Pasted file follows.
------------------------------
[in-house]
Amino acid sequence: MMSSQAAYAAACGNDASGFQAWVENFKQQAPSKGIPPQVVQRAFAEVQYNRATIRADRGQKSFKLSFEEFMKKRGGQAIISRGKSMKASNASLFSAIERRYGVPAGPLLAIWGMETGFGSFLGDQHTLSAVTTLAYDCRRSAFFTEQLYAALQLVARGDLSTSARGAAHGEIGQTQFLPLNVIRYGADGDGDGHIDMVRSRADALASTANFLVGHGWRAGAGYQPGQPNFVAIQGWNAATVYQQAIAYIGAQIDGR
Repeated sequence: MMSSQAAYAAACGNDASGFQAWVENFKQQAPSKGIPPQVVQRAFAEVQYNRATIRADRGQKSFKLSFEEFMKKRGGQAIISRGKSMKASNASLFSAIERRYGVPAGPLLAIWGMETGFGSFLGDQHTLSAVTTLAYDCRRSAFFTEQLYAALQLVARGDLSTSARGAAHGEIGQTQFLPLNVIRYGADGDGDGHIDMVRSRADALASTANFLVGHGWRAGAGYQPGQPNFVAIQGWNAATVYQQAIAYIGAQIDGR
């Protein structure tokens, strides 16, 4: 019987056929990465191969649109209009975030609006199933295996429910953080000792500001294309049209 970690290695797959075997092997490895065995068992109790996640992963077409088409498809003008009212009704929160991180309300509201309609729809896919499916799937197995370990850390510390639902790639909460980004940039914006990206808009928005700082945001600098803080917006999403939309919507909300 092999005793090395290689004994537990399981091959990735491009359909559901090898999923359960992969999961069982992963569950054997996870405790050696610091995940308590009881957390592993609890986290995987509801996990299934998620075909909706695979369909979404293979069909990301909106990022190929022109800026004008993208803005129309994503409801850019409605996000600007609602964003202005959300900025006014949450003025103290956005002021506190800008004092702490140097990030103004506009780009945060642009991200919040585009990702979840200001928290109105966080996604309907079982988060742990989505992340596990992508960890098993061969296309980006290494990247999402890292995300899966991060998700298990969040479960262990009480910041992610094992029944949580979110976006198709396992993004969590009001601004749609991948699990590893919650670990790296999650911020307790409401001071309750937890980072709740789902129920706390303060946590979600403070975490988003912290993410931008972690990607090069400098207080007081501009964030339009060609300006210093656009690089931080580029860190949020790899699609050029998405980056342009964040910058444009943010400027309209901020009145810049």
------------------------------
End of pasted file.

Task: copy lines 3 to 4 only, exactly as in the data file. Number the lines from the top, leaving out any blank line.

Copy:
Repeated sequence: MMSSQAAYAAACGNDASGFQAWVENFKQQAPSKGIPPQVVQRAFAEVQYNRATIRADRGQKSFKLSFEEFMKKRGGQAIISRGKSMKASNASLFSAIERRYGVPAGPLLAIWGMETGFGSFLGDQHTLSAVTTLAYDCRRSAFFTEQLYAALQLVARGDLSTSARGAAHGEIGQTQFLPLNVIRYGADGDGDGHIDMVRSRADALASTANFLVGHGWRAGAGYQPGQPNFVAIQGWNAATVYQQAIAYIGAQIDGR
């Protein structure tokens, strides 16, 4: 019987056929990465191969649109209009975030609006199933295996429910953080000792500001294309049209 970690290695797959075997092997490895065995068992109790996640992963077409088409498809003008009212009704929160991180309300509201309609729809896919499916799937197995370990850390510390639902790639909460980004940039914006990206808009928005700082945001600098803080917006999403939309919507909300 092999005793090395290689004994537990399981091959990735491009359909559901090898999923359960992969999961069982992963569950054997996870405790050696610091995940308590009881957390592993609890986290995987509801996990299934998620075909909706695979369909979404293979069909990301909106990022190929022109800026004008993208803005129309994503409801850019409605996000600007609602964003202005959300900025006014949450003025103290956005002021506190800008004092702490140097990030103004506009780009945060642009991200919040585009990702979840200001928290109105966080996604309907079982988060742990989505992340596990992508960890098993061969296309980006290494990247999402890292995300899966991060998700298990969040479960262990009480910041992610094992029944949580979110976006198709396992993004969590009001601004749609991948699990590893919650670990790296999650911020307790409401001071309750937890980072709740789902129920706390303060946590979600403070975490988003912290993410931008972690990607090069400098207080007081501009964030339009060609300006210093656009690089931080580029860190949020790899699609050029998405980056342009964040910058444009943010400027309209901020009145810049």